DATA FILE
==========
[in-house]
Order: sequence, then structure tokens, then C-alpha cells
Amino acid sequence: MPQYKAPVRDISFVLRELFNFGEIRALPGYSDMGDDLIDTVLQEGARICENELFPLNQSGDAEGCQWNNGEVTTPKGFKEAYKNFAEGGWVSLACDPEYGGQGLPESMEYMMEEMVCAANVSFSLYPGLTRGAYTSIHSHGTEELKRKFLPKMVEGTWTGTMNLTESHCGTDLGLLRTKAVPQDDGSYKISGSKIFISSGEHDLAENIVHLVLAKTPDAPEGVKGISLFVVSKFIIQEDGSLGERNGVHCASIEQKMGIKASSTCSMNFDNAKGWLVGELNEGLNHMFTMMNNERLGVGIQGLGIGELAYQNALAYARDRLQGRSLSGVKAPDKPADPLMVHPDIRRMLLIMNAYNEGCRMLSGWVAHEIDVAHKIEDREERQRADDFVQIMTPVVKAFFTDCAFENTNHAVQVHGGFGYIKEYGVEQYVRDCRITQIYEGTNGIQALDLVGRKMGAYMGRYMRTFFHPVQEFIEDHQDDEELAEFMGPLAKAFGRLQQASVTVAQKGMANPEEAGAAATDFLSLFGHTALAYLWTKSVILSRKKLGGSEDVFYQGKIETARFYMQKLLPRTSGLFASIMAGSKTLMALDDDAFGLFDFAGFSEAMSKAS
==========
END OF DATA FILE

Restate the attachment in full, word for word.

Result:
[in-house]
Order: sequence, then structure tokens, then C-alpha cells
Amino acid sequence: MPQYKAPVRDISFVLRELFNFGEIRALPGYSDMGDDLIDTVLQEGARICENELFPLNQSGDAEGCQWNNGEVTTPKGFKEAYKNFAEGGWVSLACDPEYGGQGLPESMEYMMEEMVCAANVSFSLYPGLTRGAYTSIHSHGTEELKRKFLPKMVEGTWTGTMNLTESHCGTDLGLLRTKAVPQDDGSYKISGSKIFISSGEHDLAENIVHLVLAKTPDAPEGVKGISLFVVSKFIIQEDGSLGERNGVHCASIEQKMGIKASSTCSMNFDNAKGWLVGELNEGLNHMFTMMNNERLGVGIQGLGIGELAYQNALAYARDRLQGRSLSGVKAPDKPADPLMVHPDIRRMLLIMNAYNEGCRMLSGWVAHEIDVAHKIEDREERQRADDFVQIMTPVVKAFFTDCAFENTNHAVQVHGGFGYIKEYGVEQYVRDCRITQIYEGTNGIQALDLVGRKMGAYMGRYMRTFFHPVQEFIEDHQDDEELAEFMGPLAKAFGRLQQASVTVAQKGMANPEEAGAAATDFLSLFGHTALAYLWTKSVILSRKKLGGSEDVFYQGKIETARFYMQKLLPRTSGLFASIMAGSKTLMALDDDAFGLFDFAGFSEAMSKAS